Jury Awards San Diego Comic Convention Corrective Advertising Damages Against Salt Lake Comic Con Organizers

“Hill Airman Make Cameo at Salt Lake Comic Con” by Justin Fuchs/U.S. Air Force. Public domain.

On December 8th, a jury in the Southern District of California entered a special verdict form in a trademark case playing out between a couple of American pop culture conventions. The verdict shows that the jury found in favor of plaintiff San Diego Comic Convention against a group of defendants using the ‘COMIC-CON’ mark to publicize a similar event organized in recent years in Salt Lake City, UT. The verdict also awards $20,000 in corrective advertising damages to San Diego Comic Convention for defendants’ infringement of multiple trademarks held by the San Diego event organization.

The successful jury verdict comes a few months after San Diego Comic Convention won on a few important motions filed against organizers of the Salt Lake Comic Con. This includes a motion to exclude testimony given by an expert witness for the Salt Lake Comic Con defendants which argued that the use of “comic con” has become a generic term. Dan Farr Productions and other defendants had tried multiple defenses on the genericness issue but lost out on those this September.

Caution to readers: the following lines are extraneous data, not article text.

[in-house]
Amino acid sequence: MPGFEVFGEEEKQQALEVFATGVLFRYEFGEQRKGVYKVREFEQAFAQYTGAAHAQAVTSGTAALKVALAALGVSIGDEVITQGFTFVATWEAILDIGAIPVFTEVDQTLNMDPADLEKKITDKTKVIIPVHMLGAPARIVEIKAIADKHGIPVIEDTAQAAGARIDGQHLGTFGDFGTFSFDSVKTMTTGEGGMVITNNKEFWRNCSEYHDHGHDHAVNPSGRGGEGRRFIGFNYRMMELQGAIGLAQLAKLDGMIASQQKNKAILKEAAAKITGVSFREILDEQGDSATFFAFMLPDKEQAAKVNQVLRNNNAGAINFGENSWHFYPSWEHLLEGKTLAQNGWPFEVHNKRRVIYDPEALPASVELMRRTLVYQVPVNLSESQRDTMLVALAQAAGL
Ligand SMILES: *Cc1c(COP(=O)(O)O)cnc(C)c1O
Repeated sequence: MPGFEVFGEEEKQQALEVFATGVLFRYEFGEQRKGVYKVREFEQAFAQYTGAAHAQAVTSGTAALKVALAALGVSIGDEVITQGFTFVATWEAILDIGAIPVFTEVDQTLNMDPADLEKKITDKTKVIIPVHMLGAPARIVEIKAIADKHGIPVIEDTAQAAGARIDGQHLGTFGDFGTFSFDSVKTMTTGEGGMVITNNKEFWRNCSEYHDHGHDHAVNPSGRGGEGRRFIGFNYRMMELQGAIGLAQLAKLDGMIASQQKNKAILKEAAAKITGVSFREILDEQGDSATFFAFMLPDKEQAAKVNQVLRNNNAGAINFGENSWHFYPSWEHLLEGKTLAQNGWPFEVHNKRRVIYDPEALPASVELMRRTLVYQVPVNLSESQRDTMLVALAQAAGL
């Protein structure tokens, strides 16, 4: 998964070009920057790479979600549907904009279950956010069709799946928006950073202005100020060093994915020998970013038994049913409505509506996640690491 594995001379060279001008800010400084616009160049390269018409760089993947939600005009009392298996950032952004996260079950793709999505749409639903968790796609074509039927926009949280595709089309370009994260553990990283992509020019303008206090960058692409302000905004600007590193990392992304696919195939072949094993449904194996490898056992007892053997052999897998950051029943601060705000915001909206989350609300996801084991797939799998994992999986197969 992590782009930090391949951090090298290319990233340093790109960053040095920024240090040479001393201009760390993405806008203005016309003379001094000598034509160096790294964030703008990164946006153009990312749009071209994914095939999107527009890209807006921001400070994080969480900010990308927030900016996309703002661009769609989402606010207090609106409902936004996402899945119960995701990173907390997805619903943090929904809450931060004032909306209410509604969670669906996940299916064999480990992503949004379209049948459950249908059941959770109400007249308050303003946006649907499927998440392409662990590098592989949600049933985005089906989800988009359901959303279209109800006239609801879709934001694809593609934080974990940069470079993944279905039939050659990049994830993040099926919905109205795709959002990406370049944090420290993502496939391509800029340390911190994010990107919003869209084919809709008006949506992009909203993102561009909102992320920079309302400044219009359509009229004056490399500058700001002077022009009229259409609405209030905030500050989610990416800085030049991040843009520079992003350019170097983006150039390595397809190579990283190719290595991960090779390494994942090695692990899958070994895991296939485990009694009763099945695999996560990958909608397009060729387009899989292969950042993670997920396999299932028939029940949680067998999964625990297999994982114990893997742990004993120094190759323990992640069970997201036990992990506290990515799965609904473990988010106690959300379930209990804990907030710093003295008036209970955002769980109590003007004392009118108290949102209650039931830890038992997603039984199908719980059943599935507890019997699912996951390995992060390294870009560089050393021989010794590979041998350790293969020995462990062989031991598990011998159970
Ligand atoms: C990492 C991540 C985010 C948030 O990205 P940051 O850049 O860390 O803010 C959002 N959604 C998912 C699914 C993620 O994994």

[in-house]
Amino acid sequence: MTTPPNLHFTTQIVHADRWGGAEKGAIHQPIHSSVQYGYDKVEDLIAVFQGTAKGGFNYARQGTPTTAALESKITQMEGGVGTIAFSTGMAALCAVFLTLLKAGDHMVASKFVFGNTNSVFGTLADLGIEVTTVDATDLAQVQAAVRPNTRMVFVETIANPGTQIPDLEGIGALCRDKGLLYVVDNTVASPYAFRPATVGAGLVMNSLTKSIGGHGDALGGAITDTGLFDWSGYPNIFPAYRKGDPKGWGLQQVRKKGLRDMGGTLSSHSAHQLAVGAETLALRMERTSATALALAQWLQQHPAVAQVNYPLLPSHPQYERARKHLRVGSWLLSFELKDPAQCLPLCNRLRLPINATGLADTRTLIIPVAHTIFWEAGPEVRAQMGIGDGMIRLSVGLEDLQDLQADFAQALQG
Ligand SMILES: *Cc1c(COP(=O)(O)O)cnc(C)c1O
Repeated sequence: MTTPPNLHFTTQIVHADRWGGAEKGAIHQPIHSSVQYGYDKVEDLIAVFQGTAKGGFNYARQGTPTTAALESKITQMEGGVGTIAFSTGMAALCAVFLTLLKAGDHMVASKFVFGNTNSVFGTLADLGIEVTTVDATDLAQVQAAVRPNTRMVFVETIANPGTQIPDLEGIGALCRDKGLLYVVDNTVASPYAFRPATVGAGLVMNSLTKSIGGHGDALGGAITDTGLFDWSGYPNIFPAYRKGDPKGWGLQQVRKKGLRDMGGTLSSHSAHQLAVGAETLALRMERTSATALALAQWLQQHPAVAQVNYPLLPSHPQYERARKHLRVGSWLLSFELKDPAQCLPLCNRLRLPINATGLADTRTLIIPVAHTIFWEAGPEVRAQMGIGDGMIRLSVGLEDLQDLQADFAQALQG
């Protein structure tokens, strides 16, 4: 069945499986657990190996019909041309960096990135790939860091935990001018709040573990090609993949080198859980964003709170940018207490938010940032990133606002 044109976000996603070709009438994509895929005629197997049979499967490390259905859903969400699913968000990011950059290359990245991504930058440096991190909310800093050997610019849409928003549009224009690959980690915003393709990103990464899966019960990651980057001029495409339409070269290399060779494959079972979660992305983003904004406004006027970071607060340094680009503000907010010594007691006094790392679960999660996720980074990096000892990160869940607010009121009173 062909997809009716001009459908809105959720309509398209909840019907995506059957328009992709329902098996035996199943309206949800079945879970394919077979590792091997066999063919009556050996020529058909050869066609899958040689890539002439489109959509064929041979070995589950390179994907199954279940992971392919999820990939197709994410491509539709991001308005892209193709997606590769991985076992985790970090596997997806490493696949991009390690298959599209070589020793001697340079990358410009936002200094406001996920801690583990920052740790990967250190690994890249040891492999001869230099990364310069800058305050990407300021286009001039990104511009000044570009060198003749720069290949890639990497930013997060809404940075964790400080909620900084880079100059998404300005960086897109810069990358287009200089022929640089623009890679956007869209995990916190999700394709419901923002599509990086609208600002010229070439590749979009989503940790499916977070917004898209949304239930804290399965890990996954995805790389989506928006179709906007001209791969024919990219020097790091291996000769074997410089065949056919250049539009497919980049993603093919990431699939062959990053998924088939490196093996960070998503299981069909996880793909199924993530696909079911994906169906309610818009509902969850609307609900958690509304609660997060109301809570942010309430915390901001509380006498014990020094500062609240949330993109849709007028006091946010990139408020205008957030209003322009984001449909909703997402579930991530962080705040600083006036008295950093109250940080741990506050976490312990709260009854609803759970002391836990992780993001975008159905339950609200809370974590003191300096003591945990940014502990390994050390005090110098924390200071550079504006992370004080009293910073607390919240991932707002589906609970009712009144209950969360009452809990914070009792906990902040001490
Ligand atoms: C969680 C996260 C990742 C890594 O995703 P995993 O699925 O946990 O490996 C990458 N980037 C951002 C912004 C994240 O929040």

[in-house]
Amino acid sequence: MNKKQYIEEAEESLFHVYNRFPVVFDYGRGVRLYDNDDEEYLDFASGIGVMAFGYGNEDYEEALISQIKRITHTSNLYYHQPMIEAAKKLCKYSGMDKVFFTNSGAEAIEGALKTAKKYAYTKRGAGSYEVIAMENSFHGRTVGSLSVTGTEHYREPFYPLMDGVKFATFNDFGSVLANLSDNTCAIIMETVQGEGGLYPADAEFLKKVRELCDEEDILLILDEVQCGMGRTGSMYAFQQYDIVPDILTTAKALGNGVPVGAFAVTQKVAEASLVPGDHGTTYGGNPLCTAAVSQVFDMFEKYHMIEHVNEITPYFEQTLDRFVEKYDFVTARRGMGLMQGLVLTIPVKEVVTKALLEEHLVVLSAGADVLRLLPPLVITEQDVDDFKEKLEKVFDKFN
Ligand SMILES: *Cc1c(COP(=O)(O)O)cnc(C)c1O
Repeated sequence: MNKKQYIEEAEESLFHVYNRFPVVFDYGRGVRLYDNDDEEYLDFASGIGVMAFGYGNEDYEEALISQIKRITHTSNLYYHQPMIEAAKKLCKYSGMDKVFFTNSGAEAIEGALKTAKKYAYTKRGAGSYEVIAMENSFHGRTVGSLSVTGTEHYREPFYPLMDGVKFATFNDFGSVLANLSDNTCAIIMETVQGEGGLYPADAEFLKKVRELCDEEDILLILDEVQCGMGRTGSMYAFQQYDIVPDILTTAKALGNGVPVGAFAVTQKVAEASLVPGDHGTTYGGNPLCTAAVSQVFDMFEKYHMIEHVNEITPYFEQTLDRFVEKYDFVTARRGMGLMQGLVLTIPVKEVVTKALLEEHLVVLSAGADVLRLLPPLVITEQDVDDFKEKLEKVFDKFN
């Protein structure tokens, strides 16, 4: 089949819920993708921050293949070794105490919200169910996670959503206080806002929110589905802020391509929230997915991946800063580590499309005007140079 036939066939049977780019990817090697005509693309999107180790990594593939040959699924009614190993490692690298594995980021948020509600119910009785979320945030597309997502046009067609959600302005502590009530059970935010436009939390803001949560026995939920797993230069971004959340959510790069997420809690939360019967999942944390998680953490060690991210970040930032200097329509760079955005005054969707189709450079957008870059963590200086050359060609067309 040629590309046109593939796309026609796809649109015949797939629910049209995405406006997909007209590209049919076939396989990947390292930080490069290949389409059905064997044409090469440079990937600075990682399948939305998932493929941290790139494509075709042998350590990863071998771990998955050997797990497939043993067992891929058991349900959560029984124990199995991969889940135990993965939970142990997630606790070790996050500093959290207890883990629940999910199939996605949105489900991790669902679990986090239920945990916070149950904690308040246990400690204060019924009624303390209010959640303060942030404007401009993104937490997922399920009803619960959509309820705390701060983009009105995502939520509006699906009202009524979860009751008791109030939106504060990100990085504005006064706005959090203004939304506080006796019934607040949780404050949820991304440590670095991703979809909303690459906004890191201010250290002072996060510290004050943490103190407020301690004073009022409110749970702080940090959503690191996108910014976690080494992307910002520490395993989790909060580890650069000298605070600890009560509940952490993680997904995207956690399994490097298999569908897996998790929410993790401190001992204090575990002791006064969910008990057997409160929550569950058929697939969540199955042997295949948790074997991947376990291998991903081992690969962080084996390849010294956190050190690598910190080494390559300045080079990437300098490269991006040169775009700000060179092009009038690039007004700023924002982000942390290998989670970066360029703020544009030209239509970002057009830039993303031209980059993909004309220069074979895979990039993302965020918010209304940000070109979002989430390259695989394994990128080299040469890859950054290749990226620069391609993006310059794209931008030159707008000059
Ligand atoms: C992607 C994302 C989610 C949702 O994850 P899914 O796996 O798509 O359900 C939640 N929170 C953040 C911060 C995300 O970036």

The special jury verdict form found that ‘COMIC-CON’ and ‘COMIC CON INTERNATIONAL’ standard character marks and the ‘SAN DIEGO COMIC CON INTERNATIONAL’ with eye logo illustration mark owned by San Diego Comic Convention are valid, enforceable marks. The jury found that each of the marks was infringed by the three defendants, including the production company for the event as well as the event’s two co-founders, in a way that was likely to cause confusion among consumers.

Although the jury found in favor of San Diego Comic Convention on the corrective advertising damages award, they did not find that the defendants engaged in unfair competition for false designation of origin nor that the plaintiff was entitled to any damages for defendants’ profits. In its coverage of the case, The Washington Post reported that the San Diego plaintiffs were seeking a total of $12 million in damages, although statements published by the Post from the plaintiffs indicate that the San Diego entity is happy enough with the successful enforcement of its trademark rights.

The Salt Lake City defendants had argued that the widespread use of the “Comic Con” name for pop culture conventions in a number of major American cities was proof of the terms genericness. While it’s not readily apparent that those events are all licensed with San Diego Comic Convention it seems pretty clear that the organization is very careful to police its trademarks according to a blog post authored this May by a San Diego local librarian. The librarian had received notice from San Diego Comic Convention that a Comic Con-themed library card issued by the library infringed upon the convention’s trademarks. According to the librarian, the two sides worked out a no-fee licensing agreement which ensured that the library would put the registered trademarks and some additional wording on the library cards.


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